The Barbarossa-chandelier in Aachen Cathedral, recently restored and over 4 meter in diameter. It holds up to 48 candles.
 
 
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Barbarossa chandelier
 
 
The Hartwig-chandelier in Comburg Abbey, over 5 meter in diameter. It holds up to 48 candles as well.
 
 
The Hezilo-chandelier in Hildesheim Cathedral, with a diameter of 6 meter the largest wheel chandelier. It holds up to 72 candles. What a sight it must be when the light of its burning candles reflects upon the walls and towers of the symbolic city.
 
The Azelin-chandelier (or Thietmar-chandelier) in Hildesheim Cathedral should be regarded as a smaller "sibling" of the Hezilo-chandelier.
 
For the sake of  completeness: the beautiful wheel chandelier in the Basilica of St. Godehard, also in Hildesheim, dates from the nineteenth century.
 
 
 
Translation: Erik Eising (MA)
 




Covadonga

 
 
When I heard this word for the first time, I let it roll from my tongue. Just beautiful.
 
But who or what is it - Covadonga?
 
It is not shameful not to know, unless you are a Spanish schoolchild.
 
The answer is important for the history of the country. Near the cave of Covadonga in the mountains of Asturias, a Christian force attacked the Arab invaders around 720, about ten years after the devastating defeat of the Visigoths' army. The commander, Pelagius / Pelayo, member of the ancient Visigothic nobility, became king of Asturias, the first Christian empire after the Moorish invasion, and a Spanish national hero.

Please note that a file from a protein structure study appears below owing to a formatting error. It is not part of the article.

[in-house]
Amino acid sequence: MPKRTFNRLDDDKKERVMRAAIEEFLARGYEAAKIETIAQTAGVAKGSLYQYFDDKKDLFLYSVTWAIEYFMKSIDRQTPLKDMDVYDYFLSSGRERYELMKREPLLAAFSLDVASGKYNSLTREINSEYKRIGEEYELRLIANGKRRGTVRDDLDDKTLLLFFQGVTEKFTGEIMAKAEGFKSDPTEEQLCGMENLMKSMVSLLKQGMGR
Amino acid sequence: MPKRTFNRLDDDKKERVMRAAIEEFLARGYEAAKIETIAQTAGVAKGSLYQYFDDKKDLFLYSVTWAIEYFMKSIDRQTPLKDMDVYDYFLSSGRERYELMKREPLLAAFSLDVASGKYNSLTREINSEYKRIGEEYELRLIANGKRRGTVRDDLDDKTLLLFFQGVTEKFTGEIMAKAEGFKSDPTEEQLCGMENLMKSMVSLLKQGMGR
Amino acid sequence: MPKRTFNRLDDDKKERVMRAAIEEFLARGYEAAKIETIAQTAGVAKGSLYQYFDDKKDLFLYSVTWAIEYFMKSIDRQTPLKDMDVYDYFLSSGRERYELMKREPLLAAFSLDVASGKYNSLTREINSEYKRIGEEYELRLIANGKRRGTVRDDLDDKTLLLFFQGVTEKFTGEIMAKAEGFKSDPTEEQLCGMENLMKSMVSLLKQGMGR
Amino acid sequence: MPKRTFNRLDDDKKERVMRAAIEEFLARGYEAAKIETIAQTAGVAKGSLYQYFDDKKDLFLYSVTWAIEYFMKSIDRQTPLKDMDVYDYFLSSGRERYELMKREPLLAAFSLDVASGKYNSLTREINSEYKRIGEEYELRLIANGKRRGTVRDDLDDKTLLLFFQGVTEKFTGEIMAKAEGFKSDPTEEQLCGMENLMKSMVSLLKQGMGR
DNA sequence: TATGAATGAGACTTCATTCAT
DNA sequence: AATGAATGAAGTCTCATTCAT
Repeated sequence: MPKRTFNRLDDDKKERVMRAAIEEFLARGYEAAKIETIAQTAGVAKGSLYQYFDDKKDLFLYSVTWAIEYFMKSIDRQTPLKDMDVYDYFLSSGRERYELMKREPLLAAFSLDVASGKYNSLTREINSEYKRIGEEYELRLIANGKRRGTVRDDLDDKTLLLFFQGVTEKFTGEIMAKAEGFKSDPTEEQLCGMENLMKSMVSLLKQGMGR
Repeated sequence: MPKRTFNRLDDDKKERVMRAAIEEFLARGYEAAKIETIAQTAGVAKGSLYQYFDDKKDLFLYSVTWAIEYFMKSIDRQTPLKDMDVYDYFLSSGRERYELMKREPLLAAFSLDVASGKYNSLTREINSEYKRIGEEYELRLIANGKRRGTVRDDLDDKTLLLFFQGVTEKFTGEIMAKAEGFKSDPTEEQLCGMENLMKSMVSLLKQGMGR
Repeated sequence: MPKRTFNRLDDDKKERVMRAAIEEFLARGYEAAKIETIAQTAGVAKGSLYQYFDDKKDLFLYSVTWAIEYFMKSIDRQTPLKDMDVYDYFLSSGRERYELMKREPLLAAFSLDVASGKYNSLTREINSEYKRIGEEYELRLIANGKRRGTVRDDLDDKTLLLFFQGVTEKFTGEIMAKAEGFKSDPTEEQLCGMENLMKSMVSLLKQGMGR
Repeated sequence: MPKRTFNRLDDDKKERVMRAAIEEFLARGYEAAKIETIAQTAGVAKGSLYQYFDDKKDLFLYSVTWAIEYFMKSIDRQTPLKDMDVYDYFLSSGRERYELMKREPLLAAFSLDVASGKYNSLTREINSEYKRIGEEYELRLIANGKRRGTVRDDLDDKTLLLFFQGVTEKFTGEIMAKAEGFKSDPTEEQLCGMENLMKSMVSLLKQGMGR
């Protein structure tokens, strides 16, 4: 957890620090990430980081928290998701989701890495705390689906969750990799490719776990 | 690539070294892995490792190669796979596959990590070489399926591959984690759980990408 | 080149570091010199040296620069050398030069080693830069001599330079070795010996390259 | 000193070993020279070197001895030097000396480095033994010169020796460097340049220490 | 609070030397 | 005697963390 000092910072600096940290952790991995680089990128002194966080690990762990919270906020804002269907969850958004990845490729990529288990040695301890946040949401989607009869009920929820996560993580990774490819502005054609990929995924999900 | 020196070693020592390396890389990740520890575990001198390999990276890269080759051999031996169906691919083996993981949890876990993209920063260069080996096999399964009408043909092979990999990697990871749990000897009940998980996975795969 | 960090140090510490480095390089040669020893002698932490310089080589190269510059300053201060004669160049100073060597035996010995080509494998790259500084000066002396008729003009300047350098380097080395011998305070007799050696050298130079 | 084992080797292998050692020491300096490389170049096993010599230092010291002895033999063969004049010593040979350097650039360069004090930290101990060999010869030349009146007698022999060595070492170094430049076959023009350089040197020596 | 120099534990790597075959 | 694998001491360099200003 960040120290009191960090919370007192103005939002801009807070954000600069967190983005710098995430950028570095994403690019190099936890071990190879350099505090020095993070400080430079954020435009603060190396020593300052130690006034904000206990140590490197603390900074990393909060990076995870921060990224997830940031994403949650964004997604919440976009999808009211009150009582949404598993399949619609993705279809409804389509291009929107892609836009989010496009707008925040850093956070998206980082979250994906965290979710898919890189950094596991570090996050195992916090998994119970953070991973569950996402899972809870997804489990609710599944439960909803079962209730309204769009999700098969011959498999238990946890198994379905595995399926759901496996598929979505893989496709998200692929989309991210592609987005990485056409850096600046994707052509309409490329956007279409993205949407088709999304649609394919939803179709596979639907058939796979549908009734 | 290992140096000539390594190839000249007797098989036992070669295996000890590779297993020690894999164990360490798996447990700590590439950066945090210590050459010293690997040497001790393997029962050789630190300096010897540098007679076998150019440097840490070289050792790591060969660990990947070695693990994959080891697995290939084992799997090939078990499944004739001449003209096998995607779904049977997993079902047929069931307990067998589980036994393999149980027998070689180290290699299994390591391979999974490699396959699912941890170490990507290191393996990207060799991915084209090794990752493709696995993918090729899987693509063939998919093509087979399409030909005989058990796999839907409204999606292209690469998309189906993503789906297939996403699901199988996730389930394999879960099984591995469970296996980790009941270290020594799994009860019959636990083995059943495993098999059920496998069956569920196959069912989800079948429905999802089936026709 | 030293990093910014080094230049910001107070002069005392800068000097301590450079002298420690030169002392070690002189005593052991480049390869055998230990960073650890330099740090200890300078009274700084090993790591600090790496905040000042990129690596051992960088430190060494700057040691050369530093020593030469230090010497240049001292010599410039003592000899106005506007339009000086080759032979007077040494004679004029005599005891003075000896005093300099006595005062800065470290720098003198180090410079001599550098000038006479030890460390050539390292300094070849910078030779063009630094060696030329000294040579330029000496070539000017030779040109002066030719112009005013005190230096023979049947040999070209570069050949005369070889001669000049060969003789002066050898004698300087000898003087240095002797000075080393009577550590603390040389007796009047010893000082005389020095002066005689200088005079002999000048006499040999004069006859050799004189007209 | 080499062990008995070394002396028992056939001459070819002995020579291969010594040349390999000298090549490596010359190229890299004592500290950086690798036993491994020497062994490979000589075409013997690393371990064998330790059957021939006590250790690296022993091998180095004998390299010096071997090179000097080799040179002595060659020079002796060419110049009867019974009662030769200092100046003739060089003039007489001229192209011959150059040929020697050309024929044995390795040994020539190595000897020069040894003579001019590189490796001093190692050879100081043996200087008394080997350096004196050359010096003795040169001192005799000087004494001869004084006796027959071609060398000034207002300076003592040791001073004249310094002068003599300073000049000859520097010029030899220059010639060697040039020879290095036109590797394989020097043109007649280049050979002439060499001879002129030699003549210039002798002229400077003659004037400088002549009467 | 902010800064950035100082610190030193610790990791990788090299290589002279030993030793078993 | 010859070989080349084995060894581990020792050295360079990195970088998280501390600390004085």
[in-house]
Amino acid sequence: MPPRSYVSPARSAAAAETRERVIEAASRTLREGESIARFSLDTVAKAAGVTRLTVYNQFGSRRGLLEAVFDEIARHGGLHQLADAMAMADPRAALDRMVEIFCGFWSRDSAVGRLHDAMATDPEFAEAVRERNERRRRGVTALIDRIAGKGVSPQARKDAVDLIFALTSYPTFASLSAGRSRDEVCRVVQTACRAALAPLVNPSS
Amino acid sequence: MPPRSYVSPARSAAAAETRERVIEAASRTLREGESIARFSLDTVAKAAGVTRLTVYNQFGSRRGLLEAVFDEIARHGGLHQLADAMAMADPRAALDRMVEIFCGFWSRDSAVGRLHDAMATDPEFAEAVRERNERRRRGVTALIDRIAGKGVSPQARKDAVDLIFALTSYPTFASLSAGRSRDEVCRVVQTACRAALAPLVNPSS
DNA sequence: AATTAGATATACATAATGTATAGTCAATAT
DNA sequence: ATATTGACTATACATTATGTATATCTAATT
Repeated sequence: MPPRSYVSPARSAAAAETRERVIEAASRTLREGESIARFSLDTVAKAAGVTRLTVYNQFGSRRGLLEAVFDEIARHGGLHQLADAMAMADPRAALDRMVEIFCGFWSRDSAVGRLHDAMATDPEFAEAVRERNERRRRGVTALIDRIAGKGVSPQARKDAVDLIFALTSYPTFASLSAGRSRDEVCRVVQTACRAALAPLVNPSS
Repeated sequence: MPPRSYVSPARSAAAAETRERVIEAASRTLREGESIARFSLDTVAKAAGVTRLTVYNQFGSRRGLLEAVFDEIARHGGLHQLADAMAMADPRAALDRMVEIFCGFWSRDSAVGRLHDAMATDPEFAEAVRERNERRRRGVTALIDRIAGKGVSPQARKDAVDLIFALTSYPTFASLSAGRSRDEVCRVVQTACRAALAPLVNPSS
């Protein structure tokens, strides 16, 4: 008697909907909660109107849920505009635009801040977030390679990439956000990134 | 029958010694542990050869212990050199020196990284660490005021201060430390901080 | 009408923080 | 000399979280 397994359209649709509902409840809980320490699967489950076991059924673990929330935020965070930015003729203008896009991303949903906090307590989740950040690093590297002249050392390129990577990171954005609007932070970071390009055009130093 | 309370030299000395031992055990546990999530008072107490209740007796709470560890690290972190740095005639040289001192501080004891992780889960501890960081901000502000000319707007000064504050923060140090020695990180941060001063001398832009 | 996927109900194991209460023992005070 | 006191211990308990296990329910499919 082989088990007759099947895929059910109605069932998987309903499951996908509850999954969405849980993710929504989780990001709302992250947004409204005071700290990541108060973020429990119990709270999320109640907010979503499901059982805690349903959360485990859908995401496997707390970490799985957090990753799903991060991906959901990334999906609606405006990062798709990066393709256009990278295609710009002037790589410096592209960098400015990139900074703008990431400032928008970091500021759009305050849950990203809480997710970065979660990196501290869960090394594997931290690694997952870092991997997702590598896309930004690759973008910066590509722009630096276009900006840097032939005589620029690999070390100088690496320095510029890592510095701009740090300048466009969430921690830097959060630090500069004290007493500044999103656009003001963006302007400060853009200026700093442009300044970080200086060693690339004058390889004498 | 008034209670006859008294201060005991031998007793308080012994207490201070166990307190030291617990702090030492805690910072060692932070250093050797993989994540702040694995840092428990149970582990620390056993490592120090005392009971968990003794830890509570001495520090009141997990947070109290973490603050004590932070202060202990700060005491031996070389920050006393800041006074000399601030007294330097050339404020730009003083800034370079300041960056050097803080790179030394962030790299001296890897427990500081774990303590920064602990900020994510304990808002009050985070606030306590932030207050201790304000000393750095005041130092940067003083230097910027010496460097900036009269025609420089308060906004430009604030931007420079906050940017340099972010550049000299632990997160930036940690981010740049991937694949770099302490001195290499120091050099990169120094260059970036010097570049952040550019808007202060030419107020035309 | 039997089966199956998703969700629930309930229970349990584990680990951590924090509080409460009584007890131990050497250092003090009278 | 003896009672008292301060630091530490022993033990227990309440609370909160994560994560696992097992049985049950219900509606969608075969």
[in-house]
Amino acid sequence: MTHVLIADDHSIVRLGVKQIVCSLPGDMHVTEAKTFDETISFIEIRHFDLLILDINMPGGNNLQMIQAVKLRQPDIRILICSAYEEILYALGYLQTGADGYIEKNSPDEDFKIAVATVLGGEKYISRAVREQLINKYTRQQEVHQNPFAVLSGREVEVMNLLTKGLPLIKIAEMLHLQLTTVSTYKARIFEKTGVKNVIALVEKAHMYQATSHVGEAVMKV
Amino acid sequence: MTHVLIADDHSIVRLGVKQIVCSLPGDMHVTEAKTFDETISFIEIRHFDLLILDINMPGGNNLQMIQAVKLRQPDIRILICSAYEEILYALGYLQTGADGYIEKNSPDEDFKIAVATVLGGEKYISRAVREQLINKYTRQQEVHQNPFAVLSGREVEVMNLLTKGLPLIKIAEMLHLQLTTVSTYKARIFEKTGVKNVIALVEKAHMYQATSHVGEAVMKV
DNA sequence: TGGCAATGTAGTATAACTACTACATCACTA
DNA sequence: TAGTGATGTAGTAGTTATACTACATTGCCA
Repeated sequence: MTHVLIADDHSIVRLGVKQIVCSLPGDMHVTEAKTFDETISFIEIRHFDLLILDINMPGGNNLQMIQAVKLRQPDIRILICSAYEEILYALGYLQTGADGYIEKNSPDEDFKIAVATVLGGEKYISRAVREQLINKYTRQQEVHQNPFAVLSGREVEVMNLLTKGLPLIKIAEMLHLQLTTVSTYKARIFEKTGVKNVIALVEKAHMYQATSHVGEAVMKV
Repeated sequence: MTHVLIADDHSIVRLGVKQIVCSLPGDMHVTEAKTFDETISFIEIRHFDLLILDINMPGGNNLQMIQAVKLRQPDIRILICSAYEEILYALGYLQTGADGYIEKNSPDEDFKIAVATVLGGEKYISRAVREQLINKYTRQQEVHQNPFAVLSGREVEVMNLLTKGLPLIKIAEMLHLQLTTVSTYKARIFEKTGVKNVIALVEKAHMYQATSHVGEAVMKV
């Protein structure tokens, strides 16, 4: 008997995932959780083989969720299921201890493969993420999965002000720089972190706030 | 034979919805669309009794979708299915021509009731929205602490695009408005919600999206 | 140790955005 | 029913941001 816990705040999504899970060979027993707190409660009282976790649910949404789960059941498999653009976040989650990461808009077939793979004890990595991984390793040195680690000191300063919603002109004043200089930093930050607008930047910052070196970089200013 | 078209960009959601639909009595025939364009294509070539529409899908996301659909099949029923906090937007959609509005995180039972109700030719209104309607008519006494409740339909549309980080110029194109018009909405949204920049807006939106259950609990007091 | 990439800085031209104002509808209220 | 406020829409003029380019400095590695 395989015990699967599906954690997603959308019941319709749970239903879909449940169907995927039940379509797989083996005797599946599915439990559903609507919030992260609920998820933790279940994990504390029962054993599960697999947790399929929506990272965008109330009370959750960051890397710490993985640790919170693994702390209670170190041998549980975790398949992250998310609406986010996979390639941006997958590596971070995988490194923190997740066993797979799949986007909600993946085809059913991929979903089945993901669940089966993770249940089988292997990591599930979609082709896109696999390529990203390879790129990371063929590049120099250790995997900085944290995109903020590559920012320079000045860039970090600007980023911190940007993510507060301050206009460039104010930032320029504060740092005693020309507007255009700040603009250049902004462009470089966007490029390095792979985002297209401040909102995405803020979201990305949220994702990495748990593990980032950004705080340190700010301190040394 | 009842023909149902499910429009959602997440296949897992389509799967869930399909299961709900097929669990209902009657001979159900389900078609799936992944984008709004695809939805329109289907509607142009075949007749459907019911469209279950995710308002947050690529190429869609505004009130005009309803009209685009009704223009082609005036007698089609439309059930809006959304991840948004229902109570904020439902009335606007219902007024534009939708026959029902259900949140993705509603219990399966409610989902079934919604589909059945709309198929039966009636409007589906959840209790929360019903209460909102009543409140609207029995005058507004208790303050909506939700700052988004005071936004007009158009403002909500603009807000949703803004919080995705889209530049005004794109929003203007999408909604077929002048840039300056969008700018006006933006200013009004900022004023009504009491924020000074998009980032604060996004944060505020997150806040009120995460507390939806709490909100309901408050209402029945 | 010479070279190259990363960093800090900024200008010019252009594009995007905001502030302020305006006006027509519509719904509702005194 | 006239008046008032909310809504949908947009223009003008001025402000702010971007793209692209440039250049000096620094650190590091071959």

covadonga
 
 
Historians struggle with the exaggerated descriptions from both Muslim and Christian perspectives. It was probably  a fight, not a battle. The facts nevertheless are that it took place, near Covadonga, andthat the occupiers were defeated.
 
The event had a high symbolic significance, even beyond all its military and political consequences. It marked the beginning of the Reconquista, the expulsion of the Muslims from the Iberian Peninsula. Whether Pelagius himself had thought this far into the future? It took almost 800 years, until 1492, before Boabdil, the last Sultan of Granada, handed over the city and state to the Spanish kings, without a fight.
 
 
Translation: Erik Eising (MA)
 




In Full View

 
Who has not stood shivering in ancient halls, looking at the draughty open windows, wondering how one closed them during bad weather or the cold winter. The obvious possibilities (wooden planks, animal skin, or parchment) would have left much to want in comfort.
 
Latticework was more solid und elegant. It was already in use in Late Antiquity, as well as during the early Middle Ages.
 
I first noticed these ornamented openings, made from flat stone slabs and decorated with thin alabaster, in Asturian churches. Latticework could be produced with stucco as well.
 
 
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Especially on sunny days, the ornamentation creates beautiful effects in church interiors. Even the decorative patterns on the stone slabs themselves are visible.
 
 
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With this image, one wonders whether the "inventors" of the tracery work of ca. 1200 were inspired by this latticework. The artisans similarly cut ornamental holes in slabs and, with this process, created the predecessors of elegant Gothic tracery.
 
 
 
 
Translation: Erik Eising (MA)